Office layout requirements take several areas into consideration in order to provide optimal working conditions for the office staff. These areas include spatial needs, electrical and networking needs, lighting needs, and the comfort and safety of the staff. Accommodating the needs of each of these areas, while also leaving room for potential growth, is a challenging prospect, but these needs should always be considered first, before aesthetic considerations.
When determining space requirements, office planners need to take into account not only the workspace required for each executive and employee, but also the space necessary to house office equipment and supplies, physical files, common areas and meeting spaces. They also need to provide enough restrooms to comfortably accommodate the office staff. Other considerations include the ratio of private executive and management offices to general staff work areas and the flow of traffic between staff areas and management areas. They also need to leave room for growth and expansion.
Electrical, Telephonic and Networking Requirements
Office layout is often dictated by practicalities such as the location of electrical outlets and phone jacks. When planning an office space, these things should be considered and planned out in addition to computer networking requirements. Conference rooms should include not only teleconferencing phone lines but also wireless networking and projection capabilities and plenty of outlets for plugging in laptop computers.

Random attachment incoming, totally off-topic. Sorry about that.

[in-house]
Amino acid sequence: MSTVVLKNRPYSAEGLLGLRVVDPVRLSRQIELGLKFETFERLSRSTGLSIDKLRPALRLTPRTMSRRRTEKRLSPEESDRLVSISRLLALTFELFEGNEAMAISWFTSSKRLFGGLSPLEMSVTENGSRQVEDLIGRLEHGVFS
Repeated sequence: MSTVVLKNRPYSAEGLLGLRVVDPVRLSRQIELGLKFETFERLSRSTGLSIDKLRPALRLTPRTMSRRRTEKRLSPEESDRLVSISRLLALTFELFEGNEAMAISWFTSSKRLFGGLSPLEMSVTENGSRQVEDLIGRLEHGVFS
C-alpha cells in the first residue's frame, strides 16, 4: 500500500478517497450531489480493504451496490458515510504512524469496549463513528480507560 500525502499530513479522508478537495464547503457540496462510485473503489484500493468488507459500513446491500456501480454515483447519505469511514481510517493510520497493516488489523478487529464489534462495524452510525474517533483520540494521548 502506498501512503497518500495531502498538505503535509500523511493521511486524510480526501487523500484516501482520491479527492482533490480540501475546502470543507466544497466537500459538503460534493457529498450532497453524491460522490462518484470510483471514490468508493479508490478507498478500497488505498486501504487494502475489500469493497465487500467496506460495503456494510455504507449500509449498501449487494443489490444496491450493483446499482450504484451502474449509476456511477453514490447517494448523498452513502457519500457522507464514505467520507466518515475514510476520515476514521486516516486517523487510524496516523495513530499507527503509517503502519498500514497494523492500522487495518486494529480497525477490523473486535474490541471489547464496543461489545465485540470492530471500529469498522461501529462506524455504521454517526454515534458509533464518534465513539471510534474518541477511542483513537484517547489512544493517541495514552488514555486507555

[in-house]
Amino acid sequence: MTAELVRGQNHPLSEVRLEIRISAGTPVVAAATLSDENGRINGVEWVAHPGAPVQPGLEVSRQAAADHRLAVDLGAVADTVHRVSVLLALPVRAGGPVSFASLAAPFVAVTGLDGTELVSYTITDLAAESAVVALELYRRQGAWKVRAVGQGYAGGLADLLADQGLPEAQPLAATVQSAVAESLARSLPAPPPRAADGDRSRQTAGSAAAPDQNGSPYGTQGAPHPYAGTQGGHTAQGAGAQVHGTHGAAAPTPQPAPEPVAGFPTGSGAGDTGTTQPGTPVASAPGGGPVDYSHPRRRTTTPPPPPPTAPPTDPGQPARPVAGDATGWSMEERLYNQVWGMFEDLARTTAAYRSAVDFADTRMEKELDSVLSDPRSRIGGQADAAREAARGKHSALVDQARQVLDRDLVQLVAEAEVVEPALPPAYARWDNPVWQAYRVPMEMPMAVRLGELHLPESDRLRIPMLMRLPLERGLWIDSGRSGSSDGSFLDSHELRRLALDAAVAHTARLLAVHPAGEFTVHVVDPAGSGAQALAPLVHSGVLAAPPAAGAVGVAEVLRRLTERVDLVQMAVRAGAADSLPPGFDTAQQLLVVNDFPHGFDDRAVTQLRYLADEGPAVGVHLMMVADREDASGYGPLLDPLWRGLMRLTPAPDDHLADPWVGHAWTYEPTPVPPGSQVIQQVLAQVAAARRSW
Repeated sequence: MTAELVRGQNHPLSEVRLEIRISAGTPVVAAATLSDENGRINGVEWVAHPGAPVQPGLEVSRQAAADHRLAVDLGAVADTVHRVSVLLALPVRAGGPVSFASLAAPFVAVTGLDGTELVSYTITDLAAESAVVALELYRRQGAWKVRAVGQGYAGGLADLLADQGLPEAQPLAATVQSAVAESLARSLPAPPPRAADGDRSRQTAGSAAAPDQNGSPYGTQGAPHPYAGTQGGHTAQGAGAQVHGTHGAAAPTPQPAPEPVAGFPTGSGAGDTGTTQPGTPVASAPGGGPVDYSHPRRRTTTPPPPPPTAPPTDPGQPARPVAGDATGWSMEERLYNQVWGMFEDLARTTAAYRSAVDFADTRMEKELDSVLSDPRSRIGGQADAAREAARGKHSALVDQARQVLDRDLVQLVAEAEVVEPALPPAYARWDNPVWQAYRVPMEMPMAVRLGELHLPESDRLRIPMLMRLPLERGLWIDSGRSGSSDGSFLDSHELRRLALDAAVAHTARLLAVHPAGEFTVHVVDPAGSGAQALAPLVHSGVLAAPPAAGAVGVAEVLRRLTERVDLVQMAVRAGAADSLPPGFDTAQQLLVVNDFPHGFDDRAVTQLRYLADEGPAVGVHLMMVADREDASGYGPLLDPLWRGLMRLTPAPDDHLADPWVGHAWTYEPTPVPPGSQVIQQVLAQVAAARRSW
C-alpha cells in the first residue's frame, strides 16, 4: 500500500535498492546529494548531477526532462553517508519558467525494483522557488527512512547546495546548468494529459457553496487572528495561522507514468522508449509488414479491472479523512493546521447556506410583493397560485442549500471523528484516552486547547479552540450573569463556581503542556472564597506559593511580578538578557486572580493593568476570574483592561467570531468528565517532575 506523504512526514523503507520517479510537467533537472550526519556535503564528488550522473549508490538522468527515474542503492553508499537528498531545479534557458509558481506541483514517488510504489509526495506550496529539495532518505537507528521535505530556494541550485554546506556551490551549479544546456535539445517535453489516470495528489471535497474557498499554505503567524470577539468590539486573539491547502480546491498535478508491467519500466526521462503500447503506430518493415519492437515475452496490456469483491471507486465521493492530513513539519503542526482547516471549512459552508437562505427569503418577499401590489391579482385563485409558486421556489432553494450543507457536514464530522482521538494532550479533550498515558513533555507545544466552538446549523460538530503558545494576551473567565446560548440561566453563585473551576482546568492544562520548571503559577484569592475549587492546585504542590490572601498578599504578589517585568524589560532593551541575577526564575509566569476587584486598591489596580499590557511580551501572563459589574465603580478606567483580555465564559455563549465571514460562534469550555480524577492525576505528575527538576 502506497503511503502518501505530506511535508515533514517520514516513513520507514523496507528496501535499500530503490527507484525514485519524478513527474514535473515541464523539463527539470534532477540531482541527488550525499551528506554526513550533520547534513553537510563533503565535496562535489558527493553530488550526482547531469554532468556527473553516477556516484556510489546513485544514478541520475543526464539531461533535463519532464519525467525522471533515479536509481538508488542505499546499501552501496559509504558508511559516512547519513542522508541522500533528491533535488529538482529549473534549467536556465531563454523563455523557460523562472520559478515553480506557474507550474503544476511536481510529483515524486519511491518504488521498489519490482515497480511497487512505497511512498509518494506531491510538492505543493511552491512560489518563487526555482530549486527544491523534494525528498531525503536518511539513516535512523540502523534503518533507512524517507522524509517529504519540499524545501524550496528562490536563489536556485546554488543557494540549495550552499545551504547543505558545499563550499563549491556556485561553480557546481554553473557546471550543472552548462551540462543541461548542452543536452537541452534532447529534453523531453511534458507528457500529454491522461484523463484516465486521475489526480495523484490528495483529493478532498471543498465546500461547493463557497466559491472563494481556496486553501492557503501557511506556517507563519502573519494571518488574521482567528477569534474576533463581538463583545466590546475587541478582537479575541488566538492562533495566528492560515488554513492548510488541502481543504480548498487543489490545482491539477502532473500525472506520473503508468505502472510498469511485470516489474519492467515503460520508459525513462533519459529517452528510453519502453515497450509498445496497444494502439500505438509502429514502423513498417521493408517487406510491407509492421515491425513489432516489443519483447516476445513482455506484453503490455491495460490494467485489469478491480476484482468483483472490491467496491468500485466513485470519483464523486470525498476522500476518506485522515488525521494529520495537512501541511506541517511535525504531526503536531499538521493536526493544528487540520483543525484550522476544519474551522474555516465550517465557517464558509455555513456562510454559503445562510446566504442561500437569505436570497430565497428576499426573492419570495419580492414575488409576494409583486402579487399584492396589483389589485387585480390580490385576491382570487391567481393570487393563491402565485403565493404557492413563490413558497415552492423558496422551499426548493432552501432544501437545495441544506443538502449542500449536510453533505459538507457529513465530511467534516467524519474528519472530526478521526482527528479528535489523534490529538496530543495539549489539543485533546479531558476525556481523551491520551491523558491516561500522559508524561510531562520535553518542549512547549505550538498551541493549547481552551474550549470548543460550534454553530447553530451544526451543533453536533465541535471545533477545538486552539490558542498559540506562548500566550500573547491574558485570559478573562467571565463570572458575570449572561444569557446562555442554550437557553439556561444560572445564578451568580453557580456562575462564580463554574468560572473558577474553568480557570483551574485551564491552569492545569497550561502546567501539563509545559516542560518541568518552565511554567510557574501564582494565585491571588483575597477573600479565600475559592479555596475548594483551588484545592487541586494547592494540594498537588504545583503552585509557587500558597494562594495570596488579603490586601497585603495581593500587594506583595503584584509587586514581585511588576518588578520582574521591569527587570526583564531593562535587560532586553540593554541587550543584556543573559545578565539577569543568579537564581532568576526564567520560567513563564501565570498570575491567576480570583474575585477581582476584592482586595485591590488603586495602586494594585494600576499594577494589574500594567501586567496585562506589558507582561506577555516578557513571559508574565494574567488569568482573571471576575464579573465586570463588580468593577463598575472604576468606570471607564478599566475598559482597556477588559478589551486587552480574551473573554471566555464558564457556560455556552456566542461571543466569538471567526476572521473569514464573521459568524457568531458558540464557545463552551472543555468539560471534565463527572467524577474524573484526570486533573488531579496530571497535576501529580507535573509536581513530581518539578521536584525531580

When planning office lighting, office planners should keep three types of lighting in mind to save the eyes of the staff and help elevate mood. Ambient, or general, lighting is provided by overhead fixtures and wall sconces. Sufficient task lighting should be provided at every work station. If possible, daylight should be allowed to penetrate the office to provide additional fill light as well as a boost to office morale.
Ergonomic, Safety and ADA Requirements
Office layouts should comply with standards created by the Americans with Disabilities Act by providing reasonable accommodation to disabled employees. This means that hallways and pathways between cubicles, as well as entryways and offices, must be large enough to comfortably maneuver a wheel chair. They also need to comply with the Occupational Safety and Health Administration’s safety standards, particularly in providing means to quickly and safely evacuate the building in an emergency. The ergonomic needs of the staff should also be accommodated, providing room for ergonomic seating, sufficient space between chairs and computer monitors to avoid eye strain, and comfortable desk height to avoid back and neck strain.